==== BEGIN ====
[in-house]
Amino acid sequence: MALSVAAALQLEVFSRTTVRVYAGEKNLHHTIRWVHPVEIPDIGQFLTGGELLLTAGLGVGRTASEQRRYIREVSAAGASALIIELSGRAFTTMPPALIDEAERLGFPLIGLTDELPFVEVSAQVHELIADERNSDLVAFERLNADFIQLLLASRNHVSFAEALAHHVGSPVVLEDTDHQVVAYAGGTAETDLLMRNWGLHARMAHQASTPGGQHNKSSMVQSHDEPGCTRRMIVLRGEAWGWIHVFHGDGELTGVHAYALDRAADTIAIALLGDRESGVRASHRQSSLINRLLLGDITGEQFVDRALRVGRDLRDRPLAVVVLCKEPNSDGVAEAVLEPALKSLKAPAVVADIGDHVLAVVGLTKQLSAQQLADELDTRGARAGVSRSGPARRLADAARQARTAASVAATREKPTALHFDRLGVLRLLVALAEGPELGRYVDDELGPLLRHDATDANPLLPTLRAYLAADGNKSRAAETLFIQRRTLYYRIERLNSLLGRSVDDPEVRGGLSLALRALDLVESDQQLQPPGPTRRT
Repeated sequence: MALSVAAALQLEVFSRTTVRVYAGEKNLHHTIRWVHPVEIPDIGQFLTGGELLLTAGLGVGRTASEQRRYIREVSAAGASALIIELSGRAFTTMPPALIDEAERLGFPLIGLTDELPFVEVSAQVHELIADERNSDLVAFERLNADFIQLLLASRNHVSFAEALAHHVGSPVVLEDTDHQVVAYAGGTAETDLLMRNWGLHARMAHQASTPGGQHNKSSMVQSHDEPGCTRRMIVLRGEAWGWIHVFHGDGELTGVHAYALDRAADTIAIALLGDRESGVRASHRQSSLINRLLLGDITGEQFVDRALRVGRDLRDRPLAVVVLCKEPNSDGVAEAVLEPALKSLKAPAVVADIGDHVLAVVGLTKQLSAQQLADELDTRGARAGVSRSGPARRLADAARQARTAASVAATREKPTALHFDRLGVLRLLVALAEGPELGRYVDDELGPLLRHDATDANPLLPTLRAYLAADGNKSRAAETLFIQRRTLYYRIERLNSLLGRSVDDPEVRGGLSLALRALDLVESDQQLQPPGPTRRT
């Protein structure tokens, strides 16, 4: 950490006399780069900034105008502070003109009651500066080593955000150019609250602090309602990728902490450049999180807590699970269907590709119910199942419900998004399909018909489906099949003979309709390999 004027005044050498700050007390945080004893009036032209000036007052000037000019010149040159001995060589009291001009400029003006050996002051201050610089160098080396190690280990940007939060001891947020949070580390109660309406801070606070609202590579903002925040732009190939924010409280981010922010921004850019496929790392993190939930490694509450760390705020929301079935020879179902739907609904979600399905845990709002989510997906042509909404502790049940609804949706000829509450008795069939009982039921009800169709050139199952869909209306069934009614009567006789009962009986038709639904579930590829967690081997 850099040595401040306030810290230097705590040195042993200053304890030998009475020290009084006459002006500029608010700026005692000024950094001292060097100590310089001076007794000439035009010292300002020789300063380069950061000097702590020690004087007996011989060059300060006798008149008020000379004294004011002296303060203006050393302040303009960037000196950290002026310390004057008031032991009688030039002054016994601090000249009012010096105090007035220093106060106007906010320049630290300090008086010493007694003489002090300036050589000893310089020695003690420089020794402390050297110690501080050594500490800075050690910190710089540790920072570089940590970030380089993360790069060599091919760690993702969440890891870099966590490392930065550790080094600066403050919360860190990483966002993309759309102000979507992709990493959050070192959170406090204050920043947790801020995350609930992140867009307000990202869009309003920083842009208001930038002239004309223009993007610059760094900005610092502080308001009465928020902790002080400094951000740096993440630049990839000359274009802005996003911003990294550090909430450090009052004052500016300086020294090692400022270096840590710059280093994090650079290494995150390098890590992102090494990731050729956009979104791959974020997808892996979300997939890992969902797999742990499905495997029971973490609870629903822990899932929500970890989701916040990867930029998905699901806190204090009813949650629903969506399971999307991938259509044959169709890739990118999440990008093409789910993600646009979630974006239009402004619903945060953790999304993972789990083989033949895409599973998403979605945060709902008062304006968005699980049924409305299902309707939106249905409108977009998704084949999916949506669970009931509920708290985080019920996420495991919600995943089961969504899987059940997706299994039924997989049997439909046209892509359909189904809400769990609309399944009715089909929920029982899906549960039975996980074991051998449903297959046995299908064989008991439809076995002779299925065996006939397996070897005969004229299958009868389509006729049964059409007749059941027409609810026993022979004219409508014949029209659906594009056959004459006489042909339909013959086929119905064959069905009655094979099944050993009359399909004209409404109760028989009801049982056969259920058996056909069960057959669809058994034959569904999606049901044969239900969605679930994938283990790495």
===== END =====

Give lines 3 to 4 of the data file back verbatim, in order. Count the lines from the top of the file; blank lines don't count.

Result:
Repeated sequence: MALSVAAALQLEVFSRTTVRVYAGEKNLHHTIRWVHPVEIPDIGQFLTGGELLLTAGLGVGRTASEQRRYIREVSAAGASALIIELSGRAFTTMPPALIDEAERLGFPLIGLTDELPFVEVSAQVHELIADERNSDLVAFERLNADFIQLLLASRNHVSFAEALAHHVGSPVVLEDTDHQVVAYAGGTAETDLLMRNWGLHARMAHQASTPGGQHNKSSMVQSHDEPGCTRRMIVLRGEAWGWIHVFHGDGELTGVHAYALDRAADTIAIALLGDRESGVRASHRQSSLINRLLLGDITGEQFVDRALRVGRDLRDRPLAVVVLCKEPNSDGVAEAVLEPALKSLKAPAVVADIGDHVLAVVGLTKQLSAQQLADELDTRGARAGVSRSGPARRLADAARQARTAASVAATREKPTALHFDRLGVLRLLVALAEGPELGRYVDDELGPLLRHDATDANPLLPTLRAYLAADGNKSRAAETLFIQRRTLYYRIERLNSLLGRSVDDPEVRGGLSLALRALDLVESDQQLQPPGPTRRT
């Protein structure tokens, strides 16, 4: 950490006399780069900034105008502070003109009651500066080593955000150019609250602090309602990728902490450049999180807590699970269907590709119910199942419900998004399909018909489906099949003979309709390999 004027005044050498700050007390945080004893009036032209000036007052000037000019010149040159001995060589009291001009400029003006050996002051201050610089160098080396190690280990940007939060001891947020949070580390109660309406801070606070609202590579903002925040732009190939924010409280981010922010921004850019496929790392993190939930490694509450760390705020929301079935020879179902739907609904979600399905845990709002989510997906042509909404502790049940609804949706000829509450008795069939009982039921009800169709050139199952869909209306069934009614009567006789009962009986038709639904579930590829967690081997 850099040595401040306030810290230097705590040195042993200053304890030998009475020290009084006459002006500029608010700026005692000024950094001292060097100590310089001076007794000439035009010292300002020789300063380069950061000097702590020690004087007996011989060059300060006798008149008020000379004294004011002296303060203006050393302040303009960037000196950290002026310390004057008031032991009688030039002054016994601090000249009012010096105090007035220093106060106007906010320049630290300090008086010493007694003489002090300036050589000893310089020695003690420089020794402390050297110690501080050594500490800075050690910190710089540790920072570089940590970030380089993360790069060599091919760690993702969440890891870099966590490392930065550790080094600066403050919360860190990483966002993309759309102000979507992709990493959050070192959170406090204050920043947790801020995350609930992140867009307000990202869009309003920083842009208001930038002239004309223009993007610059760094900005610092502080308001009465928020902790002080400094951000740096993440630049990839000359274009802005996003911003990294550090909430450090009052004052500016300086020294090692400022270096840590710059280093994090650079290494995150390098890590992102090494990731050729956009979104791959974020997808892996979300997939890992969902797999742990499905495997029971973490609870629903822990899932929500970890989701916040990867930029998905699901806190204090009813949650629903969506399971999307991938259509044959169709890739990118999440990008093409789910993600646009979630974006239009402004619903945060953790999304993972789990083989033949895409599973998403979605945060709902008062304006968005699980049924409305299902309707939106249905409108977009998704084949999916949506669970009931509920708290985080019920996420495991919600995943089961969504899987059940997706299994039924997989049997439909046209892509359909189904809400769990609309399944009715089909929920029982899906549960039975996980074991051998449903297959046995299908064989008991439809076995002779299925065996006939397996070897005969004229299958009868389509006729049964059409007749059941027409609810026993022979004219409508014949029209659906594009056959004459006489042909339909013959086929119905064959069905009655094979099944050993009359399909004209409404109760028989009801049982056969259920058996056909069960057959669809058994034959569904999606049901044969239900969605679930994938283990790495």